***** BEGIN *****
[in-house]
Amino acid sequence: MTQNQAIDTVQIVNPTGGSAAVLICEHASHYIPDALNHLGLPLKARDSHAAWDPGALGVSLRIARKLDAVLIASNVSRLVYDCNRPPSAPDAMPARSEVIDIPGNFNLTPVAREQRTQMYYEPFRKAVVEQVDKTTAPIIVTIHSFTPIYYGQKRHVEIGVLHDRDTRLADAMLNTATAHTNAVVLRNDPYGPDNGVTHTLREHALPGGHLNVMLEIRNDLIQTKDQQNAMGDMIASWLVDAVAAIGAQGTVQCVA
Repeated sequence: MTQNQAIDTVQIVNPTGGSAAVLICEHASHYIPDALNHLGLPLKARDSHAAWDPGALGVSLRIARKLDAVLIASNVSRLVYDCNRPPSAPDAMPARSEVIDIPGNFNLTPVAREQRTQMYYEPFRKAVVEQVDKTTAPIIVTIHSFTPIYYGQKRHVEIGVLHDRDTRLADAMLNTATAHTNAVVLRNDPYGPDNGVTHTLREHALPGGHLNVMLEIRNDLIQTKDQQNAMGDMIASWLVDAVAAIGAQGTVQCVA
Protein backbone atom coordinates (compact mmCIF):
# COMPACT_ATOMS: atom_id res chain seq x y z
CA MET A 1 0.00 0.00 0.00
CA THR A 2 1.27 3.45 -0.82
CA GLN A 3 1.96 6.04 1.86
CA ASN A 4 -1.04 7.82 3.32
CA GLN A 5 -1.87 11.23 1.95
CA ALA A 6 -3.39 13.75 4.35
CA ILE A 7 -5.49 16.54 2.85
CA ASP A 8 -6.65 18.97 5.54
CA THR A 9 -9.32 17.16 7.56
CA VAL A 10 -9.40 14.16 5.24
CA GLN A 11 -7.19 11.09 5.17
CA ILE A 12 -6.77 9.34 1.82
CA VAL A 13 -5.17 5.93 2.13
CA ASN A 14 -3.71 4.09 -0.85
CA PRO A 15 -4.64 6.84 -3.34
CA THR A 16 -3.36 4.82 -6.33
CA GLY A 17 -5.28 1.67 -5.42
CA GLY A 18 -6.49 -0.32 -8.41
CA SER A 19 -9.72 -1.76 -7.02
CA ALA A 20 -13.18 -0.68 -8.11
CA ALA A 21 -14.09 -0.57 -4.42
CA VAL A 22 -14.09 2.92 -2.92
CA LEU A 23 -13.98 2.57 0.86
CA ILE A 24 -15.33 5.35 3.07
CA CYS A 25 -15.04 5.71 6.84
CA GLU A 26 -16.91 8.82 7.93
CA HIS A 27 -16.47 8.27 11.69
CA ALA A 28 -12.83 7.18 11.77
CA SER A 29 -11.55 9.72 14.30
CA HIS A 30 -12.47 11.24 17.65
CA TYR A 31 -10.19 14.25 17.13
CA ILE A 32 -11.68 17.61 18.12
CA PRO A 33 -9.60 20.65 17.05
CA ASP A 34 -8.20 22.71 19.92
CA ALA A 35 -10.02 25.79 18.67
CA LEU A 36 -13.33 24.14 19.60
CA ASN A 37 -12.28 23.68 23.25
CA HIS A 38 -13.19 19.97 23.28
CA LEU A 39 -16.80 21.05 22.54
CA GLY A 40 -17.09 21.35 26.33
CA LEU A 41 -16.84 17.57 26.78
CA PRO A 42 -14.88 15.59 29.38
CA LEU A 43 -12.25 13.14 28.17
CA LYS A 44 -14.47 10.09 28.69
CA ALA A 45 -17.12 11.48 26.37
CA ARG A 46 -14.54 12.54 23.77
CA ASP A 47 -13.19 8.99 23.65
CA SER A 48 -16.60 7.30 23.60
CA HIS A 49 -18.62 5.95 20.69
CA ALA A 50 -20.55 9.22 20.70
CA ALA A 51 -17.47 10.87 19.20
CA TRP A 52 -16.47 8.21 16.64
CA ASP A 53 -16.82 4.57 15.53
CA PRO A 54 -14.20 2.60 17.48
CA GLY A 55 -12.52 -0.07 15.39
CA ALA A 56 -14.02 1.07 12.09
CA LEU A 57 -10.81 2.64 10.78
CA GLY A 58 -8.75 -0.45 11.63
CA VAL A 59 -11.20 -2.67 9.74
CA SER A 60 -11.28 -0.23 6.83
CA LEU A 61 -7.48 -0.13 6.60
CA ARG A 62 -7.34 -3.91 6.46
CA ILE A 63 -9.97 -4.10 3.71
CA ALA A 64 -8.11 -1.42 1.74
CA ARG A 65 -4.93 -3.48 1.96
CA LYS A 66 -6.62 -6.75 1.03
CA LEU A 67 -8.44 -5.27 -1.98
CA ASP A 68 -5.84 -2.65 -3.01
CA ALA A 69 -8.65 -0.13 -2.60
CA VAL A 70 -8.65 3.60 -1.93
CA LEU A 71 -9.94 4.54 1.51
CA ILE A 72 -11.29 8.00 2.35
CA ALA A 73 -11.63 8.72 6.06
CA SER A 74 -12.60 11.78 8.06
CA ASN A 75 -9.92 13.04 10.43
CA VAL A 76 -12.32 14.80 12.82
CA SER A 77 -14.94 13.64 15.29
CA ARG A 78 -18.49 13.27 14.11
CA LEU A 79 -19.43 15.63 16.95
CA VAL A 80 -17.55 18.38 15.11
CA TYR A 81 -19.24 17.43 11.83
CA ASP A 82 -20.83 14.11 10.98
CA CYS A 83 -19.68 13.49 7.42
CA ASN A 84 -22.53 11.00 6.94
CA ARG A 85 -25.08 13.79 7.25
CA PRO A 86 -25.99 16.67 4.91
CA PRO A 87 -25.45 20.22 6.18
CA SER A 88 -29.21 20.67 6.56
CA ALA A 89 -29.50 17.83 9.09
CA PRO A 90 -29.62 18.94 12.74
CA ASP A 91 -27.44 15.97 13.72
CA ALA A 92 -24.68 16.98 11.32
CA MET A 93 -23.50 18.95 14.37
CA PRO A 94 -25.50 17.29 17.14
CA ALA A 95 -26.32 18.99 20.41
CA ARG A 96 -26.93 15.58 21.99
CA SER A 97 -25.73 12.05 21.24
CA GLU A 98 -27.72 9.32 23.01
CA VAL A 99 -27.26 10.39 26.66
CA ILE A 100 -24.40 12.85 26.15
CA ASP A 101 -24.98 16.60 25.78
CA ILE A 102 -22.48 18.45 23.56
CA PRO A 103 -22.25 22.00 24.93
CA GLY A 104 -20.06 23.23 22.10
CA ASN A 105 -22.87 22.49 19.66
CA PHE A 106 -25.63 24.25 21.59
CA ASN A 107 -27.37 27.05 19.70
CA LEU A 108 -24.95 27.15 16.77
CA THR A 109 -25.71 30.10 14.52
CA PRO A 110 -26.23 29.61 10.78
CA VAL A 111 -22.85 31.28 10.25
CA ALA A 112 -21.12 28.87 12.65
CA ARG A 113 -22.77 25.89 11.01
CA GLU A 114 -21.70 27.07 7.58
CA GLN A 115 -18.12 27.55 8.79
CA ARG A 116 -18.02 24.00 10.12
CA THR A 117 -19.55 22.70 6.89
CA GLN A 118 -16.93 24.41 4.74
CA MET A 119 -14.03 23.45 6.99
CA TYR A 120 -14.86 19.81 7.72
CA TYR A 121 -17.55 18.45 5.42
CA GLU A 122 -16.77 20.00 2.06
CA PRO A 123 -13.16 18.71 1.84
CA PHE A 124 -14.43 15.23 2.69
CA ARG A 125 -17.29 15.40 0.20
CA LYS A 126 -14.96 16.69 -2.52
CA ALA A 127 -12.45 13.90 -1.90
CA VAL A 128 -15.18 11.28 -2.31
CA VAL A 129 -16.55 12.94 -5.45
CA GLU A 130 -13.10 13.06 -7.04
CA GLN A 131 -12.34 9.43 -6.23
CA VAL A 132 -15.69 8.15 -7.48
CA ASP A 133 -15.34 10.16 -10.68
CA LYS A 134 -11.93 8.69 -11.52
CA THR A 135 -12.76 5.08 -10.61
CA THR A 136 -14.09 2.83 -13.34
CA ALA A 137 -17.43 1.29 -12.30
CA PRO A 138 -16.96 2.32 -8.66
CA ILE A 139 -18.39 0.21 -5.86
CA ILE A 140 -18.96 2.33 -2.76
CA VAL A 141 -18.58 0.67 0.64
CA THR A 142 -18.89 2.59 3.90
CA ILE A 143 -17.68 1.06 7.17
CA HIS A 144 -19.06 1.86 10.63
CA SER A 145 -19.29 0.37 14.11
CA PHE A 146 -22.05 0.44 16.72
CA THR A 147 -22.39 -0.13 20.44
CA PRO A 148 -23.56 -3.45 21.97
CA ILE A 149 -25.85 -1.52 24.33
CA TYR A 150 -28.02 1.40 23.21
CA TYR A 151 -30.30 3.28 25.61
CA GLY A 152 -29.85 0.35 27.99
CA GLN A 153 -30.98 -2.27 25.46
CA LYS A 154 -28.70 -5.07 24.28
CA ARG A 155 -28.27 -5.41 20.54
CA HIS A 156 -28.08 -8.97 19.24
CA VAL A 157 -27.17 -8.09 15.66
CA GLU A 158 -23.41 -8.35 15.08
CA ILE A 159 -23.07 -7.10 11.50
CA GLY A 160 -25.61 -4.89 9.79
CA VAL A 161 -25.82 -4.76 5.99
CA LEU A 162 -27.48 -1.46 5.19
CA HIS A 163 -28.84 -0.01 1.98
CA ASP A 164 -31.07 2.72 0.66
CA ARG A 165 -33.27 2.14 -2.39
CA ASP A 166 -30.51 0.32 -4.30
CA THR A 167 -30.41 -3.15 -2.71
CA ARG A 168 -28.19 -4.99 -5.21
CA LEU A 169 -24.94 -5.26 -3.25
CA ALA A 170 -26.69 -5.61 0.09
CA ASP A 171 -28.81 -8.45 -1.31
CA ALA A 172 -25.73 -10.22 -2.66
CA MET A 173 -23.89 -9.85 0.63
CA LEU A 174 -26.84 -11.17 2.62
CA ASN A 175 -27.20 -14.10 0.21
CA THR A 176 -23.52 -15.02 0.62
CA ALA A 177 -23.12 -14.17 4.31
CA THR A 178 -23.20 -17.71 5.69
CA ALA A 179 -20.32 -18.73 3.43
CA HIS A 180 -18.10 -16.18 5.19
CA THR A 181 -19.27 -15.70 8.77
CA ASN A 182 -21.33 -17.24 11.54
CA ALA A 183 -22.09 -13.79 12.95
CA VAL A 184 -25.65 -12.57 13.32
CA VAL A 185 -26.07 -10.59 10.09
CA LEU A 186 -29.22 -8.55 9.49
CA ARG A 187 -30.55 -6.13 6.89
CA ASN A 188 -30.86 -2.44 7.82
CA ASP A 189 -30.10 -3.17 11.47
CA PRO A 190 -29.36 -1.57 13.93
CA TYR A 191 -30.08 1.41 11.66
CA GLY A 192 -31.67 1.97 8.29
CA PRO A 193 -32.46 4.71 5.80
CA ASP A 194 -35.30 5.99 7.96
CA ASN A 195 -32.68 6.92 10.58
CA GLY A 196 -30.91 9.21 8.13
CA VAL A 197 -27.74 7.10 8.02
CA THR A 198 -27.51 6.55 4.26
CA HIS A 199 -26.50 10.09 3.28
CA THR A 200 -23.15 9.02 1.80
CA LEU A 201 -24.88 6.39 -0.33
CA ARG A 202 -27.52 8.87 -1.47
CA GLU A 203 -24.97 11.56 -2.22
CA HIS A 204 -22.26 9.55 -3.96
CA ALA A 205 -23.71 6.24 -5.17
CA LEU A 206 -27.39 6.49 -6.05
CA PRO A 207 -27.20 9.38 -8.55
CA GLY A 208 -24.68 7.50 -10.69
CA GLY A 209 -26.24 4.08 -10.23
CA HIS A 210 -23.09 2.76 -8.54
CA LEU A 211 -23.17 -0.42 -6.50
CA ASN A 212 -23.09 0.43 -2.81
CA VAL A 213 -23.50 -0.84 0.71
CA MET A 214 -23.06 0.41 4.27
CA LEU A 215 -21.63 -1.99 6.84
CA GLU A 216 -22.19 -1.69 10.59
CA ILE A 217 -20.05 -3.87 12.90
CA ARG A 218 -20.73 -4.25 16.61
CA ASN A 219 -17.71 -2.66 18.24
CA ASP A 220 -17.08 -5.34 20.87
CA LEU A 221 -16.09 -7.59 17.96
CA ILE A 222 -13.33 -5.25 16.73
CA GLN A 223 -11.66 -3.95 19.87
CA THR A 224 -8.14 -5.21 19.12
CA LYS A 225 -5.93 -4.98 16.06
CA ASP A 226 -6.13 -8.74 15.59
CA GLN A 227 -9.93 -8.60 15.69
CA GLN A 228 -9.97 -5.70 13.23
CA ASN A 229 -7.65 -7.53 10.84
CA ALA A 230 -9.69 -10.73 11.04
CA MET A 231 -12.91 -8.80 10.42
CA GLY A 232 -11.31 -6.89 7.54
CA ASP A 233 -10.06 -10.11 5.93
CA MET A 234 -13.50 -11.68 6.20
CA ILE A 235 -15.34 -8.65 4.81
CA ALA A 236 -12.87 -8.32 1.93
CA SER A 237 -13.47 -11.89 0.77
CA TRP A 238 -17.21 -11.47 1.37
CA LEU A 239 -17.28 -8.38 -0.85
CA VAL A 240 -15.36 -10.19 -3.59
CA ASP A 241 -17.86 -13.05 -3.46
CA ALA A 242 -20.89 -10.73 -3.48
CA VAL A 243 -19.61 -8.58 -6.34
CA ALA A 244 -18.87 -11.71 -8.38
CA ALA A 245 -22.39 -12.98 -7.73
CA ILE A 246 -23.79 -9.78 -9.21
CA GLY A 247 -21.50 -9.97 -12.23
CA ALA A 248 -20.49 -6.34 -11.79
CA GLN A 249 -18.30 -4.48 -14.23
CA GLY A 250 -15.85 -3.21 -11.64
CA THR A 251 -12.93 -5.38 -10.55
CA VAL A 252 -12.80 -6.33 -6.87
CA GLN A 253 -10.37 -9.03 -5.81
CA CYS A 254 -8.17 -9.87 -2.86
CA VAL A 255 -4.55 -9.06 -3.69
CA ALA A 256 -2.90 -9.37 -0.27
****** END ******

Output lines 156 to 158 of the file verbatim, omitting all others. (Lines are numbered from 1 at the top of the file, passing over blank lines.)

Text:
CA TYR A 151 -30.30 3.28 25.61
CA GLY A 152 -29.85 0.35 27.99
CA GLN A 153 -30.98 -2.27 25.46